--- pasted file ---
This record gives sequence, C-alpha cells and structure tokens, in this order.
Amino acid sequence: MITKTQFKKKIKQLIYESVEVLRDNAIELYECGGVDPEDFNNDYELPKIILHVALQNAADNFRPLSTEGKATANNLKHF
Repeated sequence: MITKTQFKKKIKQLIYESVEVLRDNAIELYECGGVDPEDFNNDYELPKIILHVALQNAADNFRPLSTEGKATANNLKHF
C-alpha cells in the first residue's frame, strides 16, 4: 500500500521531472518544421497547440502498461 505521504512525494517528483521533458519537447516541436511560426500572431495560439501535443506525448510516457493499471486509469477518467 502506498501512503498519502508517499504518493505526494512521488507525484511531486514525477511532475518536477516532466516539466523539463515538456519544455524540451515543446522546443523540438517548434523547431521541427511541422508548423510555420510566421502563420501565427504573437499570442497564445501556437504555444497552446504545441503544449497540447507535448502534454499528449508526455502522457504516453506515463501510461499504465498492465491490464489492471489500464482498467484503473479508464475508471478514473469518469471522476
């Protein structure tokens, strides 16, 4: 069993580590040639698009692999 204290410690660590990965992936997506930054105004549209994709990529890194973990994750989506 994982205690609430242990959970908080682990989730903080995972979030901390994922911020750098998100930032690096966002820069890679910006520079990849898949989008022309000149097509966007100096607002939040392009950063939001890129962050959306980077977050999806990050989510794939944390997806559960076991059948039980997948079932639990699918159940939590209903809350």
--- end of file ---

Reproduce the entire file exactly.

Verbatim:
This record gives sequence, C-alpha cells and structure tokens, in this order.
Amino acid sequence: MITKTQFKKKIKQLIYESVEVLRDNAIELYECGGVDPEDFNNDYELPKIILHVALQNAADNFRPLSTEGKATANNLKHF
Repeated sequence: MITKTQFKKKIKQLIYESVEVLRDNAIELYECGGVDPEDFNNDYELPKIILHVALQNAADNFRPLSTEGKATANNLKHF
C-alpha cells in the first residue's frame, strides 16, 4: 500500500521531472518544421497547440502498461 505521504512525494517528483521533458519537447516541436511560426500572431495560439501535443506525448510516457493499471486509469477518467 502506498501512503498519502508517499504518493505526494512521488507525484511531486514525477511532475518536477516532466516539466523539463515538456519544455524540451515543446522546443523540438517548434523547431521541427511541422508548423510555420510566421502563420501565427504573437499570442497564445501556437504555444497552446504545441503544449497540447507535448502534454499528449508526455502522457504516453506515463501510461499504465498492465491490464489492471489500464482498467484503473479508464475508471478514473469518469471522476
């Protein structure tokens, strides 16, 4: 069993580590040639698009692999 204290410690660590990965992936997506930054105004549209994709990529890194973990994750989506 994982205690609430242990959970908080682990989730903080995972979030901390994922911020750098998100930032690096966002820069890679910006520079990849898949989008022309000149097509966007100096607002939040392009950063939001890129962050959306980077977050999806990050989510794939944390997806559960076991059948039980997948079932639990699918159940939590209903809350």